• 18. Early Life Soy Exposure and Age at Menarche (2012) [7]    Implications o Girls fed ESF may have increased risk of early menarche o Association needs more in-depth evaluation for future study o Replication of findings is imperative before meaningful conclusions can be drawn Strengths o Analysis used large, longitudinal cohort study that is generalizable to U.K. o Maternal age, education, breastfeeding duration, and child health not associated with age at menarche, so should not bias o Maternal age at menarche and prenatal smoking adjusted to control for bias related to LTF o Survival analysis showed subtle link between SF and menarche not found in previous studies Weaknesses o Few subjects (54 girls) in ESF, only Caucasian o Unclear if formula products in U.K. differed from in U.S.: results can not be generalized o Exact soy intake in sample unknown, so true dose relationship could not be assessed o ECMF and LSF differed demographics: potential for confounding in these groups relative to ECMF and ESF o Selection bias in final study sample: excluded girls had lower birth weight, shorter breast feeding duration, more likely to be ill as infants, exposed to prenatal tobacco smoke, and born to younger, heavier mothers.
  • 19. References         [1] http://www.niehs.nih.gov/health/topics/agents/sya-soy-formula/ [2] Bhatia MD, Jatinder, Greer MD, Frank, Committee on Nutrition. (2008). Use of Soy ProteinBased Formulas in Infant Feeding. Pediatrics. 121:5, 1062 -1068 [3] Andres, Aline PhD., Casey, Patrick H. MD., Cleves, Mario A. PhD., Bader, Thomas M. PhD., (2013). Body Fat and Bone Mineral Content of Infants Fed Breast Milk, Cow's Milk Formula, or Soy Formula during the First Year of Life. The Journal of Pediatrics, 163,1: 49-54 [4] Andres, Aline PhD., Cleves, Mario A. PhD., Bellando, Jayne B. PhD., Pivik, R.T. PhD., Casey, Patrick H. MD., Bader, Thomas M. PhD., (2012). Developmental Status of 1-Year-Old Infants Fed Breast Milk, Cow’s Milk Formula, or Soy Formula. Pediatrics: Official Journal of the American Academy of Pediatrics, 129,6: 1134-1140. [5] http://archive.acf.hhs.gov/programs/opre/ehs/perf_measures/reports/resources_measuring/res_me as_cdif.html [6] http://clas.uiuc.edu/special/evaltools/cl02539.html [7] Adgent, Margaret., Daniels, Julie., Rogan, Walter., Adair, Linda., Edwards, Lloyd., Westreich, Daniel., Maisonet, Mildred., Marcus, Michele. (2012) Early Life Soy Exposure and Age at Menarche. National Institutes of Health. 26,2: 163-175 [8] http://en.wikipedia.org/wiki/Kaplan%E2%80%93Meier_estimator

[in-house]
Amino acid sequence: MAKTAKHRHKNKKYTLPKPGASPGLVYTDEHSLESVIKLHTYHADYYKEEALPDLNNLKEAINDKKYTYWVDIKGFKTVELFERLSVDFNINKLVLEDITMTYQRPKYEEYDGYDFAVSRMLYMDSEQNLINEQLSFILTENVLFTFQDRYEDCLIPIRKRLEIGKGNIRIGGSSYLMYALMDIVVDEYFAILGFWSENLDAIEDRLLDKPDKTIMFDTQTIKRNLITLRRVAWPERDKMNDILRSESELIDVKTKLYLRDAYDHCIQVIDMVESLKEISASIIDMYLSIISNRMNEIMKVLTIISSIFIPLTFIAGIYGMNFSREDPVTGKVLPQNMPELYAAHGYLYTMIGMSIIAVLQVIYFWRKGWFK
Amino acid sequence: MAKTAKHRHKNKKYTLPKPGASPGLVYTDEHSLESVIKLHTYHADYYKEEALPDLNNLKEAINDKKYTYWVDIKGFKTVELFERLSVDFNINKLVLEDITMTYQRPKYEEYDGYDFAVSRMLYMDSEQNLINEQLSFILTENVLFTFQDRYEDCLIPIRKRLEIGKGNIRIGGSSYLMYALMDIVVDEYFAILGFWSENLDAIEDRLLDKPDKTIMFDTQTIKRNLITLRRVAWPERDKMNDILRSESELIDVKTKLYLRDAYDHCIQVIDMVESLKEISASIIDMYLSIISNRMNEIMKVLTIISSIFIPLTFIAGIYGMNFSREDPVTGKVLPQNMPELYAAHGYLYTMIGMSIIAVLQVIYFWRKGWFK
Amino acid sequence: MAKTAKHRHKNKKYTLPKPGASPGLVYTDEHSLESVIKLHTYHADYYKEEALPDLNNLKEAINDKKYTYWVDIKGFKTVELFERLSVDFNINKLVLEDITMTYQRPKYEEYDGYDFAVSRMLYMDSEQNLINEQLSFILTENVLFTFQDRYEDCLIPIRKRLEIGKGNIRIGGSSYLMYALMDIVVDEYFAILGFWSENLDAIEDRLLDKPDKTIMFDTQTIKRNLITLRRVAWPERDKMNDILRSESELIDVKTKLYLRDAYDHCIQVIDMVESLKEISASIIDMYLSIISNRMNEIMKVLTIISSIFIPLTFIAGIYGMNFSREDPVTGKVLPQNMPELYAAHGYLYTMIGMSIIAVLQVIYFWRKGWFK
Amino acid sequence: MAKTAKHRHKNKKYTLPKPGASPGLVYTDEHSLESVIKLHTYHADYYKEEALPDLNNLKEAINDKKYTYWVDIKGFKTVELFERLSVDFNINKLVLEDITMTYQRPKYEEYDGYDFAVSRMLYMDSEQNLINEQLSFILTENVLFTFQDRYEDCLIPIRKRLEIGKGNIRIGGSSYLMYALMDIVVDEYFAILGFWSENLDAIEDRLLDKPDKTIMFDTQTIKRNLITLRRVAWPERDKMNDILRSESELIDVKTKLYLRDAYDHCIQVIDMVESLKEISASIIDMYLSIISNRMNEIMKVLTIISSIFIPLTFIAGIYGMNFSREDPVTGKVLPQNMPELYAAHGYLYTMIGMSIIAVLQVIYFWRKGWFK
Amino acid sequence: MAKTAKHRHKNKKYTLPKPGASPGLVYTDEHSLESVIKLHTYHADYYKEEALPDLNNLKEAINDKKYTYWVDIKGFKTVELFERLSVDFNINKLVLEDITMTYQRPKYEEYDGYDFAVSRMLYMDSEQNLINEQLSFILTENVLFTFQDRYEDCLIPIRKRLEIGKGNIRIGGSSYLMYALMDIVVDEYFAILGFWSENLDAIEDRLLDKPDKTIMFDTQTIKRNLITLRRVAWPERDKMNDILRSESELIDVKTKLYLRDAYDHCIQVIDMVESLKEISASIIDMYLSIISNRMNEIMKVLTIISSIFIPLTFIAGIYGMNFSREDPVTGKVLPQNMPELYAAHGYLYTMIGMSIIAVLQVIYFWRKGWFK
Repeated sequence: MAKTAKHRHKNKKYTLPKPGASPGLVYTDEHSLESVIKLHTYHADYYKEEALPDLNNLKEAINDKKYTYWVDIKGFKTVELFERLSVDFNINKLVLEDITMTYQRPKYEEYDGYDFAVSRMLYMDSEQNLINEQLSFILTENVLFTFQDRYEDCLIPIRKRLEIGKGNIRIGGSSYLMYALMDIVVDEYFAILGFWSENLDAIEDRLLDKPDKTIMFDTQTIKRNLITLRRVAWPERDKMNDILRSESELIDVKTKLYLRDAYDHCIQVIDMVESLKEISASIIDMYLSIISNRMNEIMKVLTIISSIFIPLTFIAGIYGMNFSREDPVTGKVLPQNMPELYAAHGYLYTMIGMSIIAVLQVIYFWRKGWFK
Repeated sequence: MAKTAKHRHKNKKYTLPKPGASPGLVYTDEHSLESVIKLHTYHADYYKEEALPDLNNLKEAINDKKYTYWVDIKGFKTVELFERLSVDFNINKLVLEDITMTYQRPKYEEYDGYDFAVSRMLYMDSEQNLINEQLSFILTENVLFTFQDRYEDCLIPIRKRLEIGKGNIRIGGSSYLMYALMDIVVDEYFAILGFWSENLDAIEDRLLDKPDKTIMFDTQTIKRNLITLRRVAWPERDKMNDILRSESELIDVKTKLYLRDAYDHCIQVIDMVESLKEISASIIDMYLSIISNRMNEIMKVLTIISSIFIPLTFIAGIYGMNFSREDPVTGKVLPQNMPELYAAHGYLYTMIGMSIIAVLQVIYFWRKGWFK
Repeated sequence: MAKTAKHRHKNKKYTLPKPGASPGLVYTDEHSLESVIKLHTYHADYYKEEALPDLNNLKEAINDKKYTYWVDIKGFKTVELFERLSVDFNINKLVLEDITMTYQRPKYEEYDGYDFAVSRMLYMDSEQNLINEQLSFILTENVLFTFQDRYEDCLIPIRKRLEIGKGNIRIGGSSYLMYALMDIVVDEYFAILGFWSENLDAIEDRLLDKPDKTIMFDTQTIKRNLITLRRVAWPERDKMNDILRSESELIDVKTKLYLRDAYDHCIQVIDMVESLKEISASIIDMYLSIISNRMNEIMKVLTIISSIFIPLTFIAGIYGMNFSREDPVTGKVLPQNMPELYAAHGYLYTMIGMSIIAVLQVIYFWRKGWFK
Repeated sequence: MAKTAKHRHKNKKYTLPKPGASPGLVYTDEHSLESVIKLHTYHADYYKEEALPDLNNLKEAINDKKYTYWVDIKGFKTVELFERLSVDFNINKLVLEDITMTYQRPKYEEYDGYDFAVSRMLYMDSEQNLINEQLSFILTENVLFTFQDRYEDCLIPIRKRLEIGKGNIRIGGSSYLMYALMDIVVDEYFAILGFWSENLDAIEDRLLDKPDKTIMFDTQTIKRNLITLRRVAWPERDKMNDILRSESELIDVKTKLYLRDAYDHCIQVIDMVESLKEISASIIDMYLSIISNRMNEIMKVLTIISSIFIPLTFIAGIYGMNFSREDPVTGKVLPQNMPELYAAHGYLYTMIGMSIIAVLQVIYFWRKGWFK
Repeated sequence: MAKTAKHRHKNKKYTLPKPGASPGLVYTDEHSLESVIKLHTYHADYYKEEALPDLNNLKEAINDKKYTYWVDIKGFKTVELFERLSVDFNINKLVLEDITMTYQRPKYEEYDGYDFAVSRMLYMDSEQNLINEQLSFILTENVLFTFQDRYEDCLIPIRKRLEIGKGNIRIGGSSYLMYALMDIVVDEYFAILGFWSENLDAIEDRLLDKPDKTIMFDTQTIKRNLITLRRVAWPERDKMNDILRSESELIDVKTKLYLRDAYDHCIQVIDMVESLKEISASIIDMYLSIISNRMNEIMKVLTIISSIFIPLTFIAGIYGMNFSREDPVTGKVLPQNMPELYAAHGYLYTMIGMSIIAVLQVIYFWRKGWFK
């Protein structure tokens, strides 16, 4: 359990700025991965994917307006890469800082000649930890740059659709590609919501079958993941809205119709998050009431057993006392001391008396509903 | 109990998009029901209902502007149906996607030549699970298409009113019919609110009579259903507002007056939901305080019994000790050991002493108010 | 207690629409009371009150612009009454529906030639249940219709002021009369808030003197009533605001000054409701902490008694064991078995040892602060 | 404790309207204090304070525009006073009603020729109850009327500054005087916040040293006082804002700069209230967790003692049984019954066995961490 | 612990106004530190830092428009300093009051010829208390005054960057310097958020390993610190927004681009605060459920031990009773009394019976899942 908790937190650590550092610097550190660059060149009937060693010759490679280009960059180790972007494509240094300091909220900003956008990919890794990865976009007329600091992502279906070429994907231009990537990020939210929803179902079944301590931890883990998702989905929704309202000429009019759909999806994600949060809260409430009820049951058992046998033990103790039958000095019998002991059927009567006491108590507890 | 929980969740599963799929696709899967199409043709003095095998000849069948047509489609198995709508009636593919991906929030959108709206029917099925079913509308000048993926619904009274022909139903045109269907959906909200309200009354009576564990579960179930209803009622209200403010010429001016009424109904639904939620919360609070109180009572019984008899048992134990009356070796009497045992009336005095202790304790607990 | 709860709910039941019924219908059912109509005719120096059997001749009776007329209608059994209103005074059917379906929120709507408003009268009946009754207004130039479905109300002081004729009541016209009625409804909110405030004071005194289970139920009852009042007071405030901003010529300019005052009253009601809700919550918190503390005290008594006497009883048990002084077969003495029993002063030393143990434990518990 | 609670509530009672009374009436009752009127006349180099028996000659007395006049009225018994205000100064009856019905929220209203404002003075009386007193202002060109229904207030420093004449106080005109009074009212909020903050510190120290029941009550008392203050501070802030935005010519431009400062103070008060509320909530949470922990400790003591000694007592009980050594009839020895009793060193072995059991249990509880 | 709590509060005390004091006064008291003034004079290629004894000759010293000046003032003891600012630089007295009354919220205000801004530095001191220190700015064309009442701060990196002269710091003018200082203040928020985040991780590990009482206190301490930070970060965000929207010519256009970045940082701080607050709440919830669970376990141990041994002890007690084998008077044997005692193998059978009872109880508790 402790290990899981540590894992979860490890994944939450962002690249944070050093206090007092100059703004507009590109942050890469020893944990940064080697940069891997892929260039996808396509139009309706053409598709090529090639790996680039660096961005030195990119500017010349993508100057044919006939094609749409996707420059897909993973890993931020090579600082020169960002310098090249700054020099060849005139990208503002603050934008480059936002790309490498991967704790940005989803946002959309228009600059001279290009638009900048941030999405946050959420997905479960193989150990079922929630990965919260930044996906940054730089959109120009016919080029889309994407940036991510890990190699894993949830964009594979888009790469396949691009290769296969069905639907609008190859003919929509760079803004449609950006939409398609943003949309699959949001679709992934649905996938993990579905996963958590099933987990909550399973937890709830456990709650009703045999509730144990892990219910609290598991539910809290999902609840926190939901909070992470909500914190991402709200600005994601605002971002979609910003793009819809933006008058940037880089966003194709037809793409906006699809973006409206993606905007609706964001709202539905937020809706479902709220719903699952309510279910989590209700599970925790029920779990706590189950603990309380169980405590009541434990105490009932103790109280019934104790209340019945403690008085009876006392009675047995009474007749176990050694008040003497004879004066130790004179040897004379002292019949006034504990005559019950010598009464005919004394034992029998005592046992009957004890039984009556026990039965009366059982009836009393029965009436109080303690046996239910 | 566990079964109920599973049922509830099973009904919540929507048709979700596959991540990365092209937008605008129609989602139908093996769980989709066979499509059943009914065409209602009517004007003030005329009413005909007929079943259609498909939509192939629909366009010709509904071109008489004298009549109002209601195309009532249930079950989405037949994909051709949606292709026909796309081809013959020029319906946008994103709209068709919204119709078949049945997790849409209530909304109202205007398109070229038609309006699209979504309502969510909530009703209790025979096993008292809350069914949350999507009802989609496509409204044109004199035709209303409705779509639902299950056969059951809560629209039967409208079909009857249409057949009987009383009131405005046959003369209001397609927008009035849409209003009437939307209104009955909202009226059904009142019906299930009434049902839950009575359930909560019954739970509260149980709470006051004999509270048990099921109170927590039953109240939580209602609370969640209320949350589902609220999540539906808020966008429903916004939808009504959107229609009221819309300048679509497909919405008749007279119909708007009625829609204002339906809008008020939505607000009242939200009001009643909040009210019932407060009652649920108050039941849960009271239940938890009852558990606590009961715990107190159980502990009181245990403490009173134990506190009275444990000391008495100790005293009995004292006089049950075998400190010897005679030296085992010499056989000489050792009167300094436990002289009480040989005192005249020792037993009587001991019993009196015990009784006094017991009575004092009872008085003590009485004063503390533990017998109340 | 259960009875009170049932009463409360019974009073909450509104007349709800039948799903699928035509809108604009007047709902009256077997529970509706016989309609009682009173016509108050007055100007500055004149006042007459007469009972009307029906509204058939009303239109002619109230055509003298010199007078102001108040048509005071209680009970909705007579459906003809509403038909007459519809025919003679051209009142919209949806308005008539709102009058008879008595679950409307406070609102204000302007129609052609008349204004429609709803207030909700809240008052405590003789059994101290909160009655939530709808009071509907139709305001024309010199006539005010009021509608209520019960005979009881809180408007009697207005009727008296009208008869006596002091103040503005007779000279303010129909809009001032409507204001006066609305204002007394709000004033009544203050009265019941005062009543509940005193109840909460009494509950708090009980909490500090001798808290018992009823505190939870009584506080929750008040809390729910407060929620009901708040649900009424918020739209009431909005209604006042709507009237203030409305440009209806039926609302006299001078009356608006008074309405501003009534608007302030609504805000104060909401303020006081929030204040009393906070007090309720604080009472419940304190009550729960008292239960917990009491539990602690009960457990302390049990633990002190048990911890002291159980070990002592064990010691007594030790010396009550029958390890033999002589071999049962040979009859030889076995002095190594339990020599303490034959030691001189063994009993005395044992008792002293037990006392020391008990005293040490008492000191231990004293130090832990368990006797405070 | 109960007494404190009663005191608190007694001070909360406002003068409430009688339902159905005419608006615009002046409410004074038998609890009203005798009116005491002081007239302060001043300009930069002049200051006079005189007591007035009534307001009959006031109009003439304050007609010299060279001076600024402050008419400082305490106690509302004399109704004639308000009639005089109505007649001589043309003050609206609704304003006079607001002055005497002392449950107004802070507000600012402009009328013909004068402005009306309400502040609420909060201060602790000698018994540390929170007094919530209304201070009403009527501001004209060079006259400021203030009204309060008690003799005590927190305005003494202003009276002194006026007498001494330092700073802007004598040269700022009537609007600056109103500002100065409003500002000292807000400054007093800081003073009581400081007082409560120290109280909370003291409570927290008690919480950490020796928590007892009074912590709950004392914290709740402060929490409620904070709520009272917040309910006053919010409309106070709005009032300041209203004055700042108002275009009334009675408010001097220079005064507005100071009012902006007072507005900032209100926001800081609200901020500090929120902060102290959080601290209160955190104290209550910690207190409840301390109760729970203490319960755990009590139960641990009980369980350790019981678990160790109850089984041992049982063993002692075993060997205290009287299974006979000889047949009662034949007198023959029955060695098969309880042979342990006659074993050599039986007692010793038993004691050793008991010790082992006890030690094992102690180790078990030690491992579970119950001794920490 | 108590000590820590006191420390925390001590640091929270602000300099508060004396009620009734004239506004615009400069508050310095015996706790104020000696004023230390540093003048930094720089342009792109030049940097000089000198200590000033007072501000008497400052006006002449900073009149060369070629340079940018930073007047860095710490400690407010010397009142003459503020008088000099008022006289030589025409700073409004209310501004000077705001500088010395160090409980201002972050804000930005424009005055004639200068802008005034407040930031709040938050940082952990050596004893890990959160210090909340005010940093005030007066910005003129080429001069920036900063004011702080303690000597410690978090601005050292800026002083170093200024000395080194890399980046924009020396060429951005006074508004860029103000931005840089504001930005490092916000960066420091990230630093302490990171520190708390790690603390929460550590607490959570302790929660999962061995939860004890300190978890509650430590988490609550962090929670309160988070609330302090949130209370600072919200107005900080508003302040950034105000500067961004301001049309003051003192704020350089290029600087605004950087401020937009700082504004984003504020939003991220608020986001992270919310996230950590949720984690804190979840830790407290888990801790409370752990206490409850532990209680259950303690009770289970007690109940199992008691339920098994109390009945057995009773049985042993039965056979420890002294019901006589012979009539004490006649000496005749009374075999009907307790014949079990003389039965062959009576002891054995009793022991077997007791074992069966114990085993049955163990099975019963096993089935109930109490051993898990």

• 20. Conclusions and Questions to Consider  AAP states term infants fed with soy formula have normal growth and development, energy intake, serum albumin, and bone mineralization; there are no clinical problems with nutrition, sexual development, thyroid disease, or immune function [2]  Even with no stated advantage over CMF, if primary articles, NIH, and AAP generally express safety of soy formulas…  Why does AAP state there are few indications for SF use in place of CMF?  Why is SF only recommended for allergy to CMF and dietary preference and not for everyday use along with CMF? Is there discrepancy between the primary literature and public recommendations?